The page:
a.first is a different symbol to the "first" symbol that get_first has access to.


The Dyalog interpreter switches between symbol tables at appropriate times, for example, we switch to the grey box associated with "A", when get_first is called. Generally, the APL programmer has no way to switch boxes other than by calling code defined in the relevant class.


The APL Execute primitive, ⍎

Monadic execute executes an expression in the current namespace, by extension it executes the expression in the current "grey box" (i.e. with access to the current symbol table). So, if we had:

⍎'first'

Inside get_first then, the result would be 'john'.

Dyadic execute however, executes the expression in the space provided by the left argument. There is no way to specify the "grey box" in which the expression should be executed, so it is done in the "white box" for the space, so the result will be 'andy'.

Note also, that other "dotted" uses of ⎕THIS (and ⎕BASE) are more aware of the "grey boxes". For example, from within get_first:


⍎'first'
john
⎕this ⍎'first'
andy
⎕this.⍎'first'
john
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Re: Class with user defined fields or properties

Postby kai on Wed Aug 09, 2017 2:31 pm

Oh dear
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Re: Class with user defined fields or properties

Postby gil on Thu Aug 10, 2017 6:43 am

Thanks for the explanation John. I must admit that I thought the dyadic execute would be identical to monadic execute where the left argument is a reference and not a name (text string).

It doesn't sound like you are planning to change this behaviour. What is your recommendation? "Don't exploit this, we will probably change/fix this." or "This is the way to access the white box, we are documenting it for future reference."?
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Re: Class with user defined fields or properties

Postby paulmansour on Thu Aug 10, 2017 5:03 pm

John, thanks for the detailed explanation. I second Gil's question for recommendations. My gut feeling is that one should probably avoid looking at stuff in the white space from within the class, unless of course one is doing something special, which is what I was looking at doing.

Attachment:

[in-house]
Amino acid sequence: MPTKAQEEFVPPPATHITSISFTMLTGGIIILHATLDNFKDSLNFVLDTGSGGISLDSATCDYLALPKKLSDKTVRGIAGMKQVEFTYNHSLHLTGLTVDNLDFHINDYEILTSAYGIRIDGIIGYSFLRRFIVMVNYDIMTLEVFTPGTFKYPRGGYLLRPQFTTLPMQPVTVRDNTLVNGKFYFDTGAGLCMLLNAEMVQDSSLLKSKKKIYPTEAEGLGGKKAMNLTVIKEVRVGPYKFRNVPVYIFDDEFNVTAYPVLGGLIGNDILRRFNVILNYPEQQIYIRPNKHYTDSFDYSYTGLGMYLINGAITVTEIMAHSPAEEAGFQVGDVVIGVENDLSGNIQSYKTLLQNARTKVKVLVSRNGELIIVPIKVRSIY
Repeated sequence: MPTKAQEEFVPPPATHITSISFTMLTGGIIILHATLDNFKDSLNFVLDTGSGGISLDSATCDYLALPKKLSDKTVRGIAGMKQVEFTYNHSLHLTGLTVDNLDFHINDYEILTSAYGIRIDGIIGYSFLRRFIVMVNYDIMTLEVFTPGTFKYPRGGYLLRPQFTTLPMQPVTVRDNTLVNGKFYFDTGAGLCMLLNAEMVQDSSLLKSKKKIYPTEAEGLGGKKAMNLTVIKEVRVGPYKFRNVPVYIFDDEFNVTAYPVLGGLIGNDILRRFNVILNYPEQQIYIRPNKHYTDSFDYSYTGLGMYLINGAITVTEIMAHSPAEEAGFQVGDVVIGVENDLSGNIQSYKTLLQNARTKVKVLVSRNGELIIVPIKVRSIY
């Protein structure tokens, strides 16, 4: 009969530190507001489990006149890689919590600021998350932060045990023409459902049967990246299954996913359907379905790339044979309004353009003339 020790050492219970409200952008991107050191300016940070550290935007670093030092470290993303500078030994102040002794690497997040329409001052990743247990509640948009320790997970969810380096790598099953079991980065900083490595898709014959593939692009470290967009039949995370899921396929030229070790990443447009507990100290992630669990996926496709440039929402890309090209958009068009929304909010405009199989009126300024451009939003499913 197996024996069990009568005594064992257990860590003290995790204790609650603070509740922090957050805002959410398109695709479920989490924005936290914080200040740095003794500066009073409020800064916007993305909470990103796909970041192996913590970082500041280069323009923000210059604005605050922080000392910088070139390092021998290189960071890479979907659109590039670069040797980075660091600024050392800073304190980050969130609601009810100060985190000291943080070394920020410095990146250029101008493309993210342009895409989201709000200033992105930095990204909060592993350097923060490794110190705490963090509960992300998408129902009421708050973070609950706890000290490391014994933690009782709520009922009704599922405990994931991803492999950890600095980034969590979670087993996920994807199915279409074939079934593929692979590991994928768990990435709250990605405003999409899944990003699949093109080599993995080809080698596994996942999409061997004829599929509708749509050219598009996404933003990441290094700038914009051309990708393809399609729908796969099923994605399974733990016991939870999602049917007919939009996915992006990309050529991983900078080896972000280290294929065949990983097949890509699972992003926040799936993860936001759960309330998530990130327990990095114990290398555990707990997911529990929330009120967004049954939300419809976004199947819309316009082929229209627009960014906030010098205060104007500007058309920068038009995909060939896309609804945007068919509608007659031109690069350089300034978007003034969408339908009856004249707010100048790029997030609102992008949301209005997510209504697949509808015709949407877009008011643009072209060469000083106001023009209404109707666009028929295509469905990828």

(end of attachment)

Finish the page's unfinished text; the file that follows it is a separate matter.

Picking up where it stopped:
I think it is all pretty clear, and if it is documented and not subject to change, it all looks good to me.

While is is a little confusing that ⎕This.⍎ is a different than ⎕This⍎, if it is made clear that the latter is essentially special syntax for entering the white space from within the instance, it is all clear. I assume that is a valid way to phrase it?
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Re: Class with user defined fields or properties

Postby Morten|Dyalog on Thu Aug 10, 2017 8:43 pm

I don't think it is correct to describe (⎕THIS⍎expr) as some kind of work-around that allows you to access the white box. Dyadic ⍎ is supposed to view an object "from the outside", and run the expression "in the white box". I would argue that this does not need special documentation, or a "guarantee" that it won't stop working.

On the contrary, it is the the "ref.expr" syntax that is providing special behaviour when the ref points to a grey box that you are already in. In this case, instead of doing the "normal" thing and giving you the outside / white box / view of the object, the DOT decides you probably want to stay where you are and runs the expression using monadic ⍎ in the current box. "⎕BASE." is even more special syntax, which allows you to invoke an overridden method of a base class.

If I were to argue for a change in behaviour, I think it would be that (⎕THIS.expression) should ALSO run in the white box.
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Re: Class with user defined fields or properties

Postby Morten|Dyalog on Fri Aug 11, 2017 6:55 am

Having slept on this, I think it is correct to say that "⎕BASE." also presents an outside view of the base class, only giving access to public names from it. So it is only "⎕THIS." that is a special case. I am not sure it is practical to change this now, but my feeling is that it would be more correct and more useful if that also gave you the white box view. You don't need the current behaviour of "⎕THIS.blah", you could just write "blah"?